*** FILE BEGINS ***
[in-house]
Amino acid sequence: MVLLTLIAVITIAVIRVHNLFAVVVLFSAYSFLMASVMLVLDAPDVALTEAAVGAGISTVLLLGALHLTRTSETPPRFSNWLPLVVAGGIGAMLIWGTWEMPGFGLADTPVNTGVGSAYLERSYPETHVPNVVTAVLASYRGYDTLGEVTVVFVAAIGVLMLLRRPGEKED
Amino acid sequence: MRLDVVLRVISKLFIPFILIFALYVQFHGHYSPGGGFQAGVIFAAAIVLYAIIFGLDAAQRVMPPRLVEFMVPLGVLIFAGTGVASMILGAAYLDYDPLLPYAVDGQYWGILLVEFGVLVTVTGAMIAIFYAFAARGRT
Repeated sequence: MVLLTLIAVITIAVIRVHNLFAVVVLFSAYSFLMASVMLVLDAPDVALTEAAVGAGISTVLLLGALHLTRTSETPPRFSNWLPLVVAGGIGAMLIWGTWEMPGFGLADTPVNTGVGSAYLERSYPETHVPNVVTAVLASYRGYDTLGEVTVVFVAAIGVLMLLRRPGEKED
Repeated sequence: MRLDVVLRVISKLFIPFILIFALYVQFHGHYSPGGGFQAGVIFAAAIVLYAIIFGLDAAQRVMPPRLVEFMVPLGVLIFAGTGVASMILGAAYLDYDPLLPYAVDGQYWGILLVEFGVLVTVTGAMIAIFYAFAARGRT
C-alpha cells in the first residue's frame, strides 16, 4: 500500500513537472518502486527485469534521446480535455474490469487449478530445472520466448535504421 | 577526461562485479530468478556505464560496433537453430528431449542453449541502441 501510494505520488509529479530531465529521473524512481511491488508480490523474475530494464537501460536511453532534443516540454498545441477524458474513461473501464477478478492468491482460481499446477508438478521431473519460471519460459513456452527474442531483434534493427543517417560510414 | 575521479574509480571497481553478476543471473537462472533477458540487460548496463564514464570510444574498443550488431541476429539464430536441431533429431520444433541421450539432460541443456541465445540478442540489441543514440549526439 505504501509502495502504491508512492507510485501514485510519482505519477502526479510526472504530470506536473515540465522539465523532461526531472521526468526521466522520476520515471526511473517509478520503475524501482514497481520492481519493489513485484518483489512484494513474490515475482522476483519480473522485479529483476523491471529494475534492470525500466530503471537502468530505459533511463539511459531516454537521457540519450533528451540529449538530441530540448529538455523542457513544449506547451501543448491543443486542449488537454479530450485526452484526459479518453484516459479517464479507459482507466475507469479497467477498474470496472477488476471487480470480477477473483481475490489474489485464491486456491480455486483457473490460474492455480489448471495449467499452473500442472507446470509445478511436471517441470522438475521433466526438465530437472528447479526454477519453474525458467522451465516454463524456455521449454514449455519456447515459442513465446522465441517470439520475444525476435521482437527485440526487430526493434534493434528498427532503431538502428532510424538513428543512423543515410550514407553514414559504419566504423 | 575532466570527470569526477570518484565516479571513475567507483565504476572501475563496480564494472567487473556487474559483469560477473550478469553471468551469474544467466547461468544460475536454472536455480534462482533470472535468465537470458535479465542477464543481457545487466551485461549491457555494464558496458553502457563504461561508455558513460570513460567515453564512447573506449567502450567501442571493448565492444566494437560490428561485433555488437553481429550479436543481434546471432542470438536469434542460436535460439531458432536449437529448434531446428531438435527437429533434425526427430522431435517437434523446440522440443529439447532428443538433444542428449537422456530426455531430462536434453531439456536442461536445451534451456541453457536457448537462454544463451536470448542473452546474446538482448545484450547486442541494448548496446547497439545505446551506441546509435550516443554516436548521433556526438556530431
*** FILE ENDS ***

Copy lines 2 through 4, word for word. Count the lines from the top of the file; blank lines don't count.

Amino acid sequence: MVLLTLIAVITIAVIRVHNLFAVVVLFSAYSFLMASVMLVLDAPDVALTEAAVGAGISTVLLLGALHLTRTSETPPRFSNWLPLVVAGGIGAMLIWGTWEMPGFGLADTPVNTGVGSAYLERSYPETHVPNVVTAVLASYRGYDTLGEVTVVFVAAIGVLMLLRRPGEKED
Amino acid sequence: MRLDVVLRVISKLFIPFILIFALYVQFHGHYSPGGGFQAGVIFAAAIVLYAIIFGLDAAQRVMPPRLVEFMVPLGVLIFAGTGVASMILGAAYLDYDPLLPYAVDGQYWGILLVEFGVLVTVTGAMIAIFYAFAARGRT
Repeated sequence: MVLLTLIAVITIAVIRVHNLFAVVVLFSAYSFLMASVMLVLDAPDVALTEAAVGAGISTVLLLGALHLTRTSETPPRFSNWLPLVVAGGIGAMLIWGTWEMPGFGLADTPVNTGVGSAYLERSYPETHVPNVVTAVLASYRGYDTLGEVTVVFVAAIGVLMLLRRPGEKED